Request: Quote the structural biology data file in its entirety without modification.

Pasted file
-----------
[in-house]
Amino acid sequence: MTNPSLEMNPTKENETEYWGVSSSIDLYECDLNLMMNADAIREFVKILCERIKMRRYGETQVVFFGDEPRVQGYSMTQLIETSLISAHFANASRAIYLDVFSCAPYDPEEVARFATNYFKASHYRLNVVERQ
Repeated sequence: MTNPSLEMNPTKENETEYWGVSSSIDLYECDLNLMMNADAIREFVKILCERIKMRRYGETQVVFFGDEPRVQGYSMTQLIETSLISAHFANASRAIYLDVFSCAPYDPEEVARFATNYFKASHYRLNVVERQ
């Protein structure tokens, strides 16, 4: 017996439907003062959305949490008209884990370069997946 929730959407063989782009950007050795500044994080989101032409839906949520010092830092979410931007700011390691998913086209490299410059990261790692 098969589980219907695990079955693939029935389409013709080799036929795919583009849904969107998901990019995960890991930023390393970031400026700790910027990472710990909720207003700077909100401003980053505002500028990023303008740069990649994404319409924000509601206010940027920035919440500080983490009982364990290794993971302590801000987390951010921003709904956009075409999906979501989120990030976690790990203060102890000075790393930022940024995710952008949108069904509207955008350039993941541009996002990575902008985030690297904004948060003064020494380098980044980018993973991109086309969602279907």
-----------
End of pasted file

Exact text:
[in-house]
Amino acid sequence: MTNPSLEMNPTKENETEYWGVSSSIDLYECDLNLMMNADAIREFVKILCERIKMRRYGETQVVFFGDEPRVQGYSMTQLIETSLISAHFANASRAIYLDVFSCAPYDPEEVARFATNYFKASHYRLNVVERQ
Repeated sequence: MTNPSLEMNPTKENETEYWGVSSSIDLYECDLNLMMNADAIREFVKILCERIKMRRYGETQVVFFGDEPRVQGYSMTQLIETSLISAHFANASRAIYLDVFSCAPYDPEEVARFATNYFKASHYRLNVVERQ
């Protein structure tokens, strides 16, 4: 017996439907003062959305949490008209884990370069997946 929730959407063989782009950007050795500044994080989101032409839906949520010092830092979410931007700011390691998913086209490299410059990261790692 098969589980219907695990079955693939029935389409013709080799036929795919583009849904969107998901990019995960890991930023390393970031400026700790910027990472710990909720207003700077909100401003980053505002500028990023303008740069990649994404319409924000509601206010940027920035919440500080983490009982364990290794993971302590801000987390951010921003709904956009075409999906979501989120990030976690790990203060102890000075790393930022940024995710952008949108069904509207955008350039993941541009996002990575902008985030690297904004948060003064020494380098980044980018993973991109086309969602279907």